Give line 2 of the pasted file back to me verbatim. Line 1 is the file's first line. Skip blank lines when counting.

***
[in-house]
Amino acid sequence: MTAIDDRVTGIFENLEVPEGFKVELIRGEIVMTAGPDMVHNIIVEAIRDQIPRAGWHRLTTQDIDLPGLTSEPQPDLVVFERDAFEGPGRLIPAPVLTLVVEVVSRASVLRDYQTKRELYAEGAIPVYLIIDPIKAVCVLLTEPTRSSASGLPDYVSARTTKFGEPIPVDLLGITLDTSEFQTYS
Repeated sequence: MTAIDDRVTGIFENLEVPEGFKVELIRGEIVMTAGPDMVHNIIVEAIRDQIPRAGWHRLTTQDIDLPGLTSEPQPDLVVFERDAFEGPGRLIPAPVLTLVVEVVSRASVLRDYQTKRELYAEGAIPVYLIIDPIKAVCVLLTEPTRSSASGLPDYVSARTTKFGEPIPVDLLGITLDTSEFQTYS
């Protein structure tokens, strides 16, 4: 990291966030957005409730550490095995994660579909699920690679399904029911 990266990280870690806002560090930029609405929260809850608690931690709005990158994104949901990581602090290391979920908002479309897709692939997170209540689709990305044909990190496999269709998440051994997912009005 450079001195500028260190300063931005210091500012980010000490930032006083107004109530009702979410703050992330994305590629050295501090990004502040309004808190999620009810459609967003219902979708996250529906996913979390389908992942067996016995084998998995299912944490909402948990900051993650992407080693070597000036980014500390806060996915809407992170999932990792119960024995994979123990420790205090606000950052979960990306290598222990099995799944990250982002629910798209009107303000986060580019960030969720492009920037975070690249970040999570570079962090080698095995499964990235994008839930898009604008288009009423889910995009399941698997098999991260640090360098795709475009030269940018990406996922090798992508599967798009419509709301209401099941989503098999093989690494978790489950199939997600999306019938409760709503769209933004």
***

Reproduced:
Amino acid sequence: MTAIDDRVTGIFENLEVPEGFKVELIRGEIVMTAGPDMVHNIIVEAIRDQIPRAGWHRLTTQDIDLPGLTSEPQPDLVVFERDAFEGPGRLIPAPVLTLVVEVVSRASVLRDYQTKRELYAEGAIPVYLIIDPIKAVCVLLTEPTRSSASGLPDYVSARTTKFGEPIPVDLLGITLDTSEFQTYS